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date: 16 September 2019

Abstract and Keywords

This chapter traces the development of cosmopolitan and transnational sensibilities later emphasized by twentieth-century writers such as Joseph Conrad and E. M. Forster. Ranging from Anglo-American aesthetes including Oscar Wilde, Henry James, Walter Pater, and Michael Field to French Decadents like Charles Baudelaire and Joris-Karl Huysmans, the chapter demonstrates the Zeitgeist’s dependence on what Conrad called ‘the latent feeling of fellowship with all creation’. Style, synaesthesia, and ekphrasis were among the tools writers employed to emphasize the multivalent nature of their politics and aesthetics. In doing so, however, they hearkened back to the politicized aesthetics underscored earlier in the nineteenth century in the works of John Ruskin, Karl Marx, and Friedrich Engels. Current critical practice shares many of the concerns of these writers: it is therefore necessary to preserve modes of reading that attend to stifled, marginalized voices because of the salutary socio-political lessons they can teach our discipline.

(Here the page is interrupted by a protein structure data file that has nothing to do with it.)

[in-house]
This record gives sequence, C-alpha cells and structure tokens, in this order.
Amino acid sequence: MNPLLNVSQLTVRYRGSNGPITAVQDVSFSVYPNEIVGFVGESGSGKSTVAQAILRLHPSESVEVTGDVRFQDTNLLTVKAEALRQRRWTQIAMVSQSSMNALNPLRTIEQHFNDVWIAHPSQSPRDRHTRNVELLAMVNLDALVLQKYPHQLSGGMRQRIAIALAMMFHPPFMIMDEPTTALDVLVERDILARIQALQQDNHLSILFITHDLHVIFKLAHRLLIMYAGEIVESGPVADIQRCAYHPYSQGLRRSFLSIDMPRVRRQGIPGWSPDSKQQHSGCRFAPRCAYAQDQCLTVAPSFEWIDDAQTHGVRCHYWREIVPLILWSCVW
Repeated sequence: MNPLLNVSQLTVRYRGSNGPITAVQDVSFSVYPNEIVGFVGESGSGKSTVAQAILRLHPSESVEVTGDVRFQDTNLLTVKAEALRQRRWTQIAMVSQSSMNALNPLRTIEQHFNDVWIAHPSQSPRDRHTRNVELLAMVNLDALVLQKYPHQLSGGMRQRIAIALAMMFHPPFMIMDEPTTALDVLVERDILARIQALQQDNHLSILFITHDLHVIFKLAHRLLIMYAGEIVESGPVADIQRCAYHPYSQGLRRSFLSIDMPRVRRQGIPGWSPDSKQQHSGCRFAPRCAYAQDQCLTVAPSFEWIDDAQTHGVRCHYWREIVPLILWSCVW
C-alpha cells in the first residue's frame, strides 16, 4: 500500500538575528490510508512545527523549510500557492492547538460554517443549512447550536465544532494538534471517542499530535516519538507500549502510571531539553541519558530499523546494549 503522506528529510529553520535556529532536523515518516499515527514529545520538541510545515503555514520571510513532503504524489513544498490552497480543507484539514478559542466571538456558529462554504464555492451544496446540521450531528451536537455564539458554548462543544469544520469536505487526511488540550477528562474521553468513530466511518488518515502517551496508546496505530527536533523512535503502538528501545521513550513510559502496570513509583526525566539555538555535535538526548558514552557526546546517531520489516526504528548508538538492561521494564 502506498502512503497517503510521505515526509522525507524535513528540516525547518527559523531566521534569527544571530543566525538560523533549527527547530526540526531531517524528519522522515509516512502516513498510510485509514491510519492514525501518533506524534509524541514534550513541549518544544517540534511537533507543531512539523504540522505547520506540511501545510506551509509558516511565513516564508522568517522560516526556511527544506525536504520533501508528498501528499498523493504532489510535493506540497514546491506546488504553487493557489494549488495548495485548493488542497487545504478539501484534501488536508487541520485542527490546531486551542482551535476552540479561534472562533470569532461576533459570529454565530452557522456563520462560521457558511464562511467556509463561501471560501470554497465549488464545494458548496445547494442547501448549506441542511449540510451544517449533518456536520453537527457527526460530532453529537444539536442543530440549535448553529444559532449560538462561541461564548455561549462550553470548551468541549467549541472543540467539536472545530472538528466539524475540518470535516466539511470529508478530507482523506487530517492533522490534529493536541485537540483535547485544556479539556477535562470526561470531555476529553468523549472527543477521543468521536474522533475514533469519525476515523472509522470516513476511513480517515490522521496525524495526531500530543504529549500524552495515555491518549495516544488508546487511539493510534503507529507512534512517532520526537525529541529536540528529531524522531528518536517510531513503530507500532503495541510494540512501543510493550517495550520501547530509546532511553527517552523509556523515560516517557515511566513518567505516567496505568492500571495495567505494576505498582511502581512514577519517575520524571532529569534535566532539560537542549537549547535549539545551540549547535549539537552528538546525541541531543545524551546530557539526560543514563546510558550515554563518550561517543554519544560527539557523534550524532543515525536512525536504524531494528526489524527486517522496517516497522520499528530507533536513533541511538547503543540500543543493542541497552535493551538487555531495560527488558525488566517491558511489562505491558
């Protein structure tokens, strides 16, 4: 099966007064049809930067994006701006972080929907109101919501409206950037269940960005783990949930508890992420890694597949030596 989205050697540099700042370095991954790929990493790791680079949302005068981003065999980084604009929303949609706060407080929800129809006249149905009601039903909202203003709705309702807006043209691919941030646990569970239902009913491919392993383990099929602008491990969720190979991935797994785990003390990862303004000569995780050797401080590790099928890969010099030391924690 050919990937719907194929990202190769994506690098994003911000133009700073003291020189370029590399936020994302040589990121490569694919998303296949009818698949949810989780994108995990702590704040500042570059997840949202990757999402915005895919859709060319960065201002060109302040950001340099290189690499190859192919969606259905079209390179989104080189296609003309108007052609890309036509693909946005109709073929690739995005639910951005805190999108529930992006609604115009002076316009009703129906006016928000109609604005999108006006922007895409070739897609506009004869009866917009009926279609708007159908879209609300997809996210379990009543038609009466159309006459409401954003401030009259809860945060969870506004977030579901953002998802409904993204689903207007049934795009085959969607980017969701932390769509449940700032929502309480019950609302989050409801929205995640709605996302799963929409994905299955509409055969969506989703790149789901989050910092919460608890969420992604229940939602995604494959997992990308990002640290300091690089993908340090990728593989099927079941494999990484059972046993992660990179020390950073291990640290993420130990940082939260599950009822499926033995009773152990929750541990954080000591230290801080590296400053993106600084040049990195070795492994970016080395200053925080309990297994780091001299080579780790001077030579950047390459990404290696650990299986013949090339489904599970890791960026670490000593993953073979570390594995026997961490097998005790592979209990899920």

Keywords: aestheticism, cosmopolitanism, Henry James, Baudelaire, Decadence, travel, distant reading, sensory modernism, Oscar Wilde, E. M. Forster

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